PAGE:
Friday, October 07, 2005

Ramblings about Wrens


(Winter Wren)

Despite colder temperatures and windy conditions, I checked Pheasant Branch Conservancy on my way home from work last evening. There were a few more Fox Sparrows present, several White-throated Sparrows but I was unable to find a single White-crowned Sparrow. An unsatisfactory look at a Winter Wren got me thinking about wrens relative to my attempts to photograph them.

Wrens are very difficult subjects to image. They're so small, fast and super-sneaky. They seem to be aware of every little move I make in the field, even a slowly raised hand going for the shutter button. I've never used taped songs to lure them in, relying more on a good location and waiting them out for that luck-chance "pop out of the habitat and check you out" look.

Several times this past spring I set out early in the morning on a mission to snap a better picture of a Winter Wren. Along PBC's stream corridor, I could hear them singing on and on, but when following to the apparent location the wren would next sing from where I had just moved from...very sneaky. I know they nest at Baxter's Hollow so maybe next spring I'll try my luck there. But I don't know the ground as well at Baxter's (it is a lot like military strategy, you see).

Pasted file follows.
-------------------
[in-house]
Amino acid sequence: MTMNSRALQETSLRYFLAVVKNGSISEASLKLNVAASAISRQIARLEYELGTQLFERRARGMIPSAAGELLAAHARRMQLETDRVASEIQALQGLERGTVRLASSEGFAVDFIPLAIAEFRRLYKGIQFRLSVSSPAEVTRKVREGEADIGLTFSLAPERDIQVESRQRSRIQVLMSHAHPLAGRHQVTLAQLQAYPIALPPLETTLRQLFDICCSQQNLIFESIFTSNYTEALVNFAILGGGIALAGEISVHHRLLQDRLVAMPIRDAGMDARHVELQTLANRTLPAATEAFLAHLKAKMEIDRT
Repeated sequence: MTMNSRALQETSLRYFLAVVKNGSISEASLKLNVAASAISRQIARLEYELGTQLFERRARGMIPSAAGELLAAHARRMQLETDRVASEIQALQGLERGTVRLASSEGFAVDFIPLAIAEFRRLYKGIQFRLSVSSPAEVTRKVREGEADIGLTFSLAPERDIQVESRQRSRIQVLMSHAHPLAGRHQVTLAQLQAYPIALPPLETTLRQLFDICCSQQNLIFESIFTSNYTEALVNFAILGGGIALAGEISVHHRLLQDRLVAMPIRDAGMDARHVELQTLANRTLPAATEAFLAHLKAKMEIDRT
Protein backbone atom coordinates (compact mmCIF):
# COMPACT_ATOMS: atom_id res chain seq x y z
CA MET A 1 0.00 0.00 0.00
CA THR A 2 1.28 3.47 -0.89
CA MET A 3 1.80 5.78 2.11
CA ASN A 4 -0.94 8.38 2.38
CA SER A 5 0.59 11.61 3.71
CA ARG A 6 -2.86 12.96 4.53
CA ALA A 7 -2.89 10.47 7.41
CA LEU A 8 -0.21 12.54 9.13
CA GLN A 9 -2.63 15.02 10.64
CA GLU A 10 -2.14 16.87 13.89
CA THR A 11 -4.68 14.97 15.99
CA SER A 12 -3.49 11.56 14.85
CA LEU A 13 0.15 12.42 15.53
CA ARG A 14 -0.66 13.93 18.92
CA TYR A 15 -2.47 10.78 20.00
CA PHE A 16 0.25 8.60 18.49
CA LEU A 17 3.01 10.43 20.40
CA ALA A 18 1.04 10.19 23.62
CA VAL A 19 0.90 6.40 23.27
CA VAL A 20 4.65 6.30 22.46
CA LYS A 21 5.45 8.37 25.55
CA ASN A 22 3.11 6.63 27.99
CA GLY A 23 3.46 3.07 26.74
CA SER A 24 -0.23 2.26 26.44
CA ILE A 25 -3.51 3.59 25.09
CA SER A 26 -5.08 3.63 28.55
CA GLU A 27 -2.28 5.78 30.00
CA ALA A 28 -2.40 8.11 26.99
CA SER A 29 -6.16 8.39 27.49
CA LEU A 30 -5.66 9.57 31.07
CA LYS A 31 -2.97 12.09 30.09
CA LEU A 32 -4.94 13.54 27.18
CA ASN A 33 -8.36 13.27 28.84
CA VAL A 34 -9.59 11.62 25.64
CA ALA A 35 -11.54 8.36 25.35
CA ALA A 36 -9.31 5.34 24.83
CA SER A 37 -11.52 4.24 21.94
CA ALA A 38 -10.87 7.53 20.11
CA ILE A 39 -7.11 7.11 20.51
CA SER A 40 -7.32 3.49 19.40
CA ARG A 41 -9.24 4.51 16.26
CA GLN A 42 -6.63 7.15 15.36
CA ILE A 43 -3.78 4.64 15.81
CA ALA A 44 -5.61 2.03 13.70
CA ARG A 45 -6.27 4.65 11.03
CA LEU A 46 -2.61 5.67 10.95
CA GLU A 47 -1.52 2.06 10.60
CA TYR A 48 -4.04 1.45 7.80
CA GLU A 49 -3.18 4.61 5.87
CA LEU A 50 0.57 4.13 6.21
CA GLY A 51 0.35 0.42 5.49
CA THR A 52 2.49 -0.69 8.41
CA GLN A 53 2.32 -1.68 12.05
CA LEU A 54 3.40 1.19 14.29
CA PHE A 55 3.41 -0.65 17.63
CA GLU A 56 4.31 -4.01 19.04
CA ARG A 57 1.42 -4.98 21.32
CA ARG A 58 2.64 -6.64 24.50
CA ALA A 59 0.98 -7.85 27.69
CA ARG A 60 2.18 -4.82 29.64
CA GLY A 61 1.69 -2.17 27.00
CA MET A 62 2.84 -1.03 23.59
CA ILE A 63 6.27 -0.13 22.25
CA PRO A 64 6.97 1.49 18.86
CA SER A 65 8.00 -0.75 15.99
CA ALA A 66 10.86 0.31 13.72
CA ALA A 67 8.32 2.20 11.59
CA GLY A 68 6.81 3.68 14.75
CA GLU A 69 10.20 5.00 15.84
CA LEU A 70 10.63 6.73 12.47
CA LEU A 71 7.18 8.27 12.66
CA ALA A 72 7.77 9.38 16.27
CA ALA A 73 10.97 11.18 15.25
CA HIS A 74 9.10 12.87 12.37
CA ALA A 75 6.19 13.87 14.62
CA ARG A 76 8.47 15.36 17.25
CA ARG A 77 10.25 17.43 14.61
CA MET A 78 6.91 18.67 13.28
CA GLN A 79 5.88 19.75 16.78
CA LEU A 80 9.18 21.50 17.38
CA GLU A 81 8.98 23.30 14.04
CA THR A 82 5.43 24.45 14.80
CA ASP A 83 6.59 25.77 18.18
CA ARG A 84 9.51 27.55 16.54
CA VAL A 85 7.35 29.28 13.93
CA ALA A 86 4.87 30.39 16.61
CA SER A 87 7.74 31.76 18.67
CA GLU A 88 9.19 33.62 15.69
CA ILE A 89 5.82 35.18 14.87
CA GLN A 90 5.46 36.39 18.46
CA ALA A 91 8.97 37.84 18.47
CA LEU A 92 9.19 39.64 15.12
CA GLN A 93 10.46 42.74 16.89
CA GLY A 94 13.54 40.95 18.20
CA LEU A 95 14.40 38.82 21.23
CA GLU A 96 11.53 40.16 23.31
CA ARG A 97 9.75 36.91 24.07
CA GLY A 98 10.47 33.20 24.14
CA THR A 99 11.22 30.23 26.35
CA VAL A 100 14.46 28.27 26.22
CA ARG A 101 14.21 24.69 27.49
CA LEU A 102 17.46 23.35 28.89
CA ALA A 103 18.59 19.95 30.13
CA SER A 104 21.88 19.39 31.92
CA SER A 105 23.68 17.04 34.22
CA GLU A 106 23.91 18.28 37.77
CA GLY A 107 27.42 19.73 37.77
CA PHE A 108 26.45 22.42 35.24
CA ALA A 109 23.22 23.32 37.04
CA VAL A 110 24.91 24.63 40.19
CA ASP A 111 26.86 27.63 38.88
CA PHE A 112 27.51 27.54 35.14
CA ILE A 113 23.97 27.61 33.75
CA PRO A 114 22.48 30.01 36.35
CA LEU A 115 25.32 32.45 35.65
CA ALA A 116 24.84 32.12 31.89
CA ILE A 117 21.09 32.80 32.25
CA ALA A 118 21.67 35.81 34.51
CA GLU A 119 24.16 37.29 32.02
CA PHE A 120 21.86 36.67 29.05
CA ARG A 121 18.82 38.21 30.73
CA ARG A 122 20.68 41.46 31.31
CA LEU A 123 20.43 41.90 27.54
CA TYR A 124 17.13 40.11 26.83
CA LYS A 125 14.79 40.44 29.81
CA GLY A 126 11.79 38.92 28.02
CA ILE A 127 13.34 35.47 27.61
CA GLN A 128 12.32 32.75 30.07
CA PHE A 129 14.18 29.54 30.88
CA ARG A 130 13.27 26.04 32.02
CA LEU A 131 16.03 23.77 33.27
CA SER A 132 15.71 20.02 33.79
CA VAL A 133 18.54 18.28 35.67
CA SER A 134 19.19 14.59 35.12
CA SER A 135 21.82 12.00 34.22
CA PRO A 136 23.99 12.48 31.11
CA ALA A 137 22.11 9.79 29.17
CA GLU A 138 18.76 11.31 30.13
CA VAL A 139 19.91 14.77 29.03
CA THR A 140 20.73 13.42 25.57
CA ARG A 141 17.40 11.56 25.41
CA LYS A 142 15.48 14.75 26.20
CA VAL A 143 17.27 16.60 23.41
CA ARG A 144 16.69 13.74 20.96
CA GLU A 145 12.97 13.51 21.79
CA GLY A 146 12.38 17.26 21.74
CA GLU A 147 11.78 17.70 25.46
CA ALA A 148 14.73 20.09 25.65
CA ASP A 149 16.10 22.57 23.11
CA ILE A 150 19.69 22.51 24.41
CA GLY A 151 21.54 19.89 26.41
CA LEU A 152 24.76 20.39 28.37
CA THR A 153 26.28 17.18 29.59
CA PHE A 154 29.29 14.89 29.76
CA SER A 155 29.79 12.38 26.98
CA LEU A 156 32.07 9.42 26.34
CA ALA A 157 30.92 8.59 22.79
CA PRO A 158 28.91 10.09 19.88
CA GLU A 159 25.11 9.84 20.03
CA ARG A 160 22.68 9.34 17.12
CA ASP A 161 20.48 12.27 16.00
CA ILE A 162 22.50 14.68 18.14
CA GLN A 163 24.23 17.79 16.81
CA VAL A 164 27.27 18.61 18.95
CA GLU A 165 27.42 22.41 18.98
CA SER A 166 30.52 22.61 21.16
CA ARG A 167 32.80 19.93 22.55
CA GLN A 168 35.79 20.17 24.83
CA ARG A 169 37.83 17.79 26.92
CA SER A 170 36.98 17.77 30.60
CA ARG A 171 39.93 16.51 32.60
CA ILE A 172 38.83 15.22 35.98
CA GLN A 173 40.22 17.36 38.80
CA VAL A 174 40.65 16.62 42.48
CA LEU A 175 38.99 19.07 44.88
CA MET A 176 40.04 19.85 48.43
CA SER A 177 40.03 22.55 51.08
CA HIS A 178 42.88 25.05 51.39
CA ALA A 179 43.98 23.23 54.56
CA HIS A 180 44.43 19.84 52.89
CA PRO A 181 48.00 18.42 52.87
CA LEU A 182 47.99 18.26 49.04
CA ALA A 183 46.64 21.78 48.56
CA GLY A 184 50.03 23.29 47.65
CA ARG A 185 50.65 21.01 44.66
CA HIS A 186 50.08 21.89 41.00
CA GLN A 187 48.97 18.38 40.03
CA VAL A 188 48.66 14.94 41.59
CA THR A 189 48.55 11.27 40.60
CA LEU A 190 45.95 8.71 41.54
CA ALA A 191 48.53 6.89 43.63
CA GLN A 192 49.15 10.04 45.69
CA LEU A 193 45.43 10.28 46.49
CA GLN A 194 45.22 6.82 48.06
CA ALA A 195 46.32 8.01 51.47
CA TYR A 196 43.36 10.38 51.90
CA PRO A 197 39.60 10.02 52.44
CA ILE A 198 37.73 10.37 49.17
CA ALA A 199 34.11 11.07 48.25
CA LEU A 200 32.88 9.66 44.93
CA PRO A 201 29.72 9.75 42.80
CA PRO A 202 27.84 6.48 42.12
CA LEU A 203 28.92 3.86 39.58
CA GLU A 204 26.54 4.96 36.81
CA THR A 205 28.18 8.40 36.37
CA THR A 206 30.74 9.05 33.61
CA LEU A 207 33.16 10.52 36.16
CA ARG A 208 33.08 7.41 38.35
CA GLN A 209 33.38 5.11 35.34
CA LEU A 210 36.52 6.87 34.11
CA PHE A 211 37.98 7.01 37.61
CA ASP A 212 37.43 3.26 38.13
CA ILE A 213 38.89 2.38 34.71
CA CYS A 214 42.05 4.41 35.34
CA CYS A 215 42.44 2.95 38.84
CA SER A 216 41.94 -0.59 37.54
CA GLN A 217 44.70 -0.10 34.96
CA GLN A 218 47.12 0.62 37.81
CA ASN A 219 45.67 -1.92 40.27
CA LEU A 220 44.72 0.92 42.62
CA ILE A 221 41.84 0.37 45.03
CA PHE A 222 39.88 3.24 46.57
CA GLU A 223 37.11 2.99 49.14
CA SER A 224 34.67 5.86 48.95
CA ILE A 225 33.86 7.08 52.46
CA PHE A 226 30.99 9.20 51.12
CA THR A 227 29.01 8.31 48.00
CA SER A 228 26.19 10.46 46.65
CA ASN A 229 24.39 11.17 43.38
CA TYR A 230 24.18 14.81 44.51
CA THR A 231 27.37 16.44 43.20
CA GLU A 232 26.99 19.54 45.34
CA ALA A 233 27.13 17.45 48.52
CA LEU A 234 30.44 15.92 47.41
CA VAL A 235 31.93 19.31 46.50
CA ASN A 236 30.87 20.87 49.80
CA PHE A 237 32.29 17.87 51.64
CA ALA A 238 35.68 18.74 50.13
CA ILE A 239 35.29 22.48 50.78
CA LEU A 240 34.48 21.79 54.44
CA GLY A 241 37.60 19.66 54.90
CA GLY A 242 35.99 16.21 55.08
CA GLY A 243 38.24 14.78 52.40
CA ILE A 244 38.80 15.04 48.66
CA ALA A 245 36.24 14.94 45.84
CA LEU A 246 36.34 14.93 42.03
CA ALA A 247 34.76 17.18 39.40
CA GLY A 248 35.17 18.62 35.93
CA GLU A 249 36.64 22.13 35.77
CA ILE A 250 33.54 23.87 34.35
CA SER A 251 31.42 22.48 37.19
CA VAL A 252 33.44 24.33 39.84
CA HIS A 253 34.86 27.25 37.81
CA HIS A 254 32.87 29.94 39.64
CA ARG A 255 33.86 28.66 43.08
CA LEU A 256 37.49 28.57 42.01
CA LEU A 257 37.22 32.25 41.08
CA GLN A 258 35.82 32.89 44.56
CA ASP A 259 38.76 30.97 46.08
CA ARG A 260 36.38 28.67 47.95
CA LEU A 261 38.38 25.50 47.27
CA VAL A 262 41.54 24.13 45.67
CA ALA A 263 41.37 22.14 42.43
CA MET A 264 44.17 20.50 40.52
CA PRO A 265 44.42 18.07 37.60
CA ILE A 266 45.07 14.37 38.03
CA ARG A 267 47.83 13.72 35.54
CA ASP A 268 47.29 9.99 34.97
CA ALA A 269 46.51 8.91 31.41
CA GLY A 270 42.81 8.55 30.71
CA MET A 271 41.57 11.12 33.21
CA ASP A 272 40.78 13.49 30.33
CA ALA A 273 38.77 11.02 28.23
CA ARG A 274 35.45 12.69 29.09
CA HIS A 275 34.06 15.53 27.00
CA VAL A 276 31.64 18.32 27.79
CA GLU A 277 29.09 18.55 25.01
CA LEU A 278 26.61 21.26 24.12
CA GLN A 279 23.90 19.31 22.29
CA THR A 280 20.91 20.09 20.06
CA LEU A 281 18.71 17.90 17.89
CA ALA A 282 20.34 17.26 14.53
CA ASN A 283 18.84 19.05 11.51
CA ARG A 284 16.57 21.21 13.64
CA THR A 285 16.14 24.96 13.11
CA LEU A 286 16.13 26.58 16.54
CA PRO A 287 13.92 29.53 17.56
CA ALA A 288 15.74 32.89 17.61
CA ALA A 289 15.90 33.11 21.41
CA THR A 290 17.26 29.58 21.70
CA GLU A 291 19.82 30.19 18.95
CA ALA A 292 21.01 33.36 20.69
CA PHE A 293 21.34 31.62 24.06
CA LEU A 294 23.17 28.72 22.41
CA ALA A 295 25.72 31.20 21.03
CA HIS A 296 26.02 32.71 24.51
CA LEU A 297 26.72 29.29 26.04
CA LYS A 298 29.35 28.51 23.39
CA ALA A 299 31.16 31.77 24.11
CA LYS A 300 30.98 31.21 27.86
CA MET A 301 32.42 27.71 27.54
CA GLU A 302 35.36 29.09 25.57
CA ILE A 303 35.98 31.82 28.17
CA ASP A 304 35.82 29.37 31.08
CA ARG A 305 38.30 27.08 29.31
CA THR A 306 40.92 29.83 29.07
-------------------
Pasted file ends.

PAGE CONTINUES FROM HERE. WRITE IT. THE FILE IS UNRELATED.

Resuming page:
I have never even framed a Carolina Wren in the LCD of my digital camera. This year there has been an influx of Carolina Wrens in Dane County. I suspect a pair nested along the city stream corridor of Pheasant Branch Conservancy, but I haven't bothered to seek them out for pictures just yet.


(Marsh Wren)

I think the Marsh Wren has to be the most duplicitous of the wrens. I hear them all the time at Nine Springs and Horicon Marsh, but getting a good view of one it decent lighting is very tough. The one quality shot I have is of an immature bird, but it's still one of my all-time favorite wren images...perched atop a cattail in golden morning light. Would an adult Marsh Wren perch like that? I think not. They're far too clever for anything so obvious.


(Sedge Wren)

Until this fall migration I had only obtained mediocre shots of Sedge Wrens. It's neat how clearing out the dogwood in favor of sedge habitat at Pheasant Branch Conservancy brought in dozens of nesting Sedge Wrens this past spring/summer. Repetition and destiny finally delivered the best opportunity I've ever had for any wren species with the series I captured in September of this year.


(House Wren)

I have more House Wren pictures than of any other wren species, and yet so few of them I've bothered to post-process and publish on my website. Why? They're still wrens even if they are more ubiquitous than the other wren species found in Wisconsin. I suppose there's something subconscious about the lack of photographic challenge they offer as backyard nesters. Still, I know that if the House Wrens failed to return to my yard in the spring they would be sorely missed.

"There to the brooding bird her mate
Warbles by fits his low clear song;
And by the busy streamlet both
Are sung to all day long. "

(from "A Wren's Nest" by William Wordsworth)

All wren images © Michael Allen McDowell

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